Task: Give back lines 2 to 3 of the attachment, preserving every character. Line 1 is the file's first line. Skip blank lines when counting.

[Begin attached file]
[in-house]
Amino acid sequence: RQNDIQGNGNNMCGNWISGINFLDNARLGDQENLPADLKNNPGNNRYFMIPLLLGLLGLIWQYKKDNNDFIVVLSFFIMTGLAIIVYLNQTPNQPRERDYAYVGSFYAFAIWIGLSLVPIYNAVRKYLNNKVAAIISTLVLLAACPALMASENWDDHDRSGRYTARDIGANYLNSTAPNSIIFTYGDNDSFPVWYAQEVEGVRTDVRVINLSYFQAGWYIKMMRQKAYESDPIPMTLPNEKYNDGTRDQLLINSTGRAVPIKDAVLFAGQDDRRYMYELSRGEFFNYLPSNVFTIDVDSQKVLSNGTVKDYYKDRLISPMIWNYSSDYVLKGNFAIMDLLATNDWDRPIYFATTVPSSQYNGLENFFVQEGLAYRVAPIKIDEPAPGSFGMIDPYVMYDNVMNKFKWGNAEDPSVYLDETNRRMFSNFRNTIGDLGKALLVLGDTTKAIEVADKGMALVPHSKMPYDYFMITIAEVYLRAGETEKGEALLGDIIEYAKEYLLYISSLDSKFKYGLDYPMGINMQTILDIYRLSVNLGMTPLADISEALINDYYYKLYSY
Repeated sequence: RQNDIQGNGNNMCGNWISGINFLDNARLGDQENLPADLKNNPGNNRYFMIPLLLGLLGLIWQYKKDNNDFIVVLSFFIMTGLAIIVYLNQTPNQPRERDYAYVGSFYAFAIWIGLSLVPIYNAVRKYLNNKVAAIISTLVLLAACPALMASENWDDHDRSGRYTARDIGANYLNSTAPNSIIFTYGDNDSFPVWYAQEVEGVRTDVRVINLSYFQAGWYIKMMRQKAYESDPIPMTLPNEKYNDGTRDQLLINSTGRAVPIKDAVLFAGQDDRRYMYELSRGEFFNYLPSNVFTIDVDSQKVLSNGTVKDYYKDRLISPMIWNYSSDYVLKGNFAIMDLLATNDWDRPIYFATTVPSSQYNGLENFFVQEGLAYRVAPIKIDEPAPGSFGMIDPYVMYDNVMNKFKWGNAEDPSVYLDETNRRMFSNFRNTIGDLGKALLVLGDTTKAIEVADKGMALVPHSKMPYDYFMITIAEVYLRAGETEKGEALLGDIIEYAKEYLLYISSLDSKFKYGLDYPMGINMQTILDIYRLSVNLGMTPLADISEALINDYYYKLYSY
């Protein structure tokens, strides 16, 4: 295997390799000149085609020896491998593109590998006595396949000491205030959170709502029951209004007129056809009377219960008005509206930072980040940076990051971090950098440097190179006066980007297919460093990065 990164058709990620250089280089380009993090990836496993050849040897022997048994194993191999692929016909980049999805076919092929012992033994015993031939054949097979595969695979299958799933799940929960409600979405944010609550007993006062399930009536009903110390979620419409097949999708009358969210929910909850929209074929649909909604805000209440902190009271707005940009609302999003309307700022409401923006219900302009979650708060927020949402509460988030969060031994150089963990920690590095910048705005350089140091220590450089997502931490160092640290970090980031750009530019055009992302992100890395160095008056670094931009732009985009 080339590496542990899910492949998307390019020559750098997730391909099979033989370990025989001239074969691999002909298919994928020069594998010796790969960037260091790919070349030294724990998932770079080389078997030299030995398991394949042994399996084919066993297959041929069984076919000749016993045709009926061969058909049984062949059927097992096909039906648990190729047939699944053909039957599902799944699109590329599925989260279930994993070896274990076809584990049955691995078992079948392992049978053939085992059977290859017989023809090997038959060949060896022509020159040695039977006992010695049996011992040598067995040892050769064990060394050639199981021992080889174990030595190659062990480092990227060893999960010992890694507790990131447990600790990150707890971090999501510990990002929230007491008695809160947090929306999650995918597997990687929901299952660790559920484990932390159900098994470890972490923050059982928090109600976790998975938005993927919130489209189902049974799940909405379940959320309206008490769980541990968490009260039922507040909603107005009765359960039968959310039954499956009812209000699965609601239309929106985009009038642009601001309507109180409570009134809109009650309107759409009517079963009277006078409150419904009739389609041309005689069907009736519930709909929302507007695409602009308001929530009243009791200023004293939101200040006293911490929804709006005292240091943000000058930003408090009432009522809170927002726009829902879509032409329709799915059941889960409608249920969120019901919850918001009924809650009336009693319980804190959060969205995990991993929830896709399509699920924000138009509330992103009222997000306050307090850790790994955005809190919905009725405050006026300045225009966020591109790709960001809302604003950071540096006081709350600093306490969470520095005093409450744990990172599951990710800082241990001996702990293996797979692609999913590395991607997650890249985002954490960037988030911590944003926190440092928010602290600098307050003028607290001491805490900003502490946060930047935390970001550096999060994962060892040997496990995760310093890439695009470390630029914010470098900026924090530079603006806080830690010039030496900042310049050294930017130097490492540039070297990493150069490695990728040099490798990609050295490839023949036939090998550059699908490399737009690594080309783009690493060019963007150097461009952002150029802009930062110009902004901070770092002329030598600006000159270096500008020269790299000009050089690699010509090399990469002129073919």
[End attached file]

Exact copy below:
Amino acid sequence: RQNDIQGNGNNMCGNWISGINFLDNARLGDQENLPADLKNNPGNNRYFMIPLLLGLLGLIWQYKKDNNDFIVVLSFFIMTGLAIIVYLNQTPNQPRERDYAYVGSFYAFAIWIGLSLVPIYNAVRKYLNNKVAAIISTLVLLAACPALMASENWDDHDRSGRYTARDIGANYLNSTAPNSIIFTYGDNDSFPVWYAQEVEGVRTDVRVINLSYFQAGWYIKMMRQKAYESDPIPMTLPNEKYNDGTRDQLLINSTGRAVPIKDAVLFAGQDDRRYMYELSRGEFFNYLPSNVFTIDVDSQKVLSNGTVKDYYKDRLISPMIWNYSSDYVLKGNFAIMDLLATNDWDRPIYFATTVPSSQYNGLENFFVQEGLAYRVAPIKIDEPAPGSFGMIDPYVMYDNVMNKFKWGNAEDPSVYLDETNRRMFSNFRNTIGDLGKALLVLGDTTKAIEVADKGMALVPHSKMPYDYFMITIAEVYLRAGETEKGEALLGDIIEYAKEYLLYISSLDSKFKYGLDYPMGINMQTILDIYRLSVNLGMTPLADISEALINDYYYKLYSY
Repeated sequence: RQNDIQGNGNNMCGNWISGINFLDNARLGDQENLPADLKNNPGNNRYFMIPLLLGLLGLIWQYKKDNNDFIVVLSFFIMTGLAIIVYLNQTPNQPRERDYAYVGSFYAFAIWIGLSLVPIYNAVRKYLNNKVAAIISTLVLLAACPALMASENWDDHDRSGRYTARDIGANYLNSTAPNSIIFTYGDNDSFPVWYAQEVEGVRTDVRVINLSYFQAGWYIKMMRQKAYESDPIPMTLPNEKYNDGTRDQLLINSTGRAVPIKDAVLFAGQDDRRYMYELSRGEFFNYLPSNVFTIDVDSQKVLSNGTVKDYYKDRLISPMIWNYSSDYVLKGNFAIMDLLATNDWDRPIYFATTVPSSQYNGLENFFVQEGLAYRVAPIKIDEPAPGSFGMIDPYVMYDNVMNKFKWGNAEDPSVYLDETNRRMFSNFRNTIGDLGKALLVLGDTTKAIEVADKGMALVPHSKMPYDYFMITIAEVYLRAGETEKGEALLGDIIEYAKEYLLYISSLDSKFKYGLDYPMGINMQTILDIYRLSVNLGMTPLADISEALINDYYYKLYSY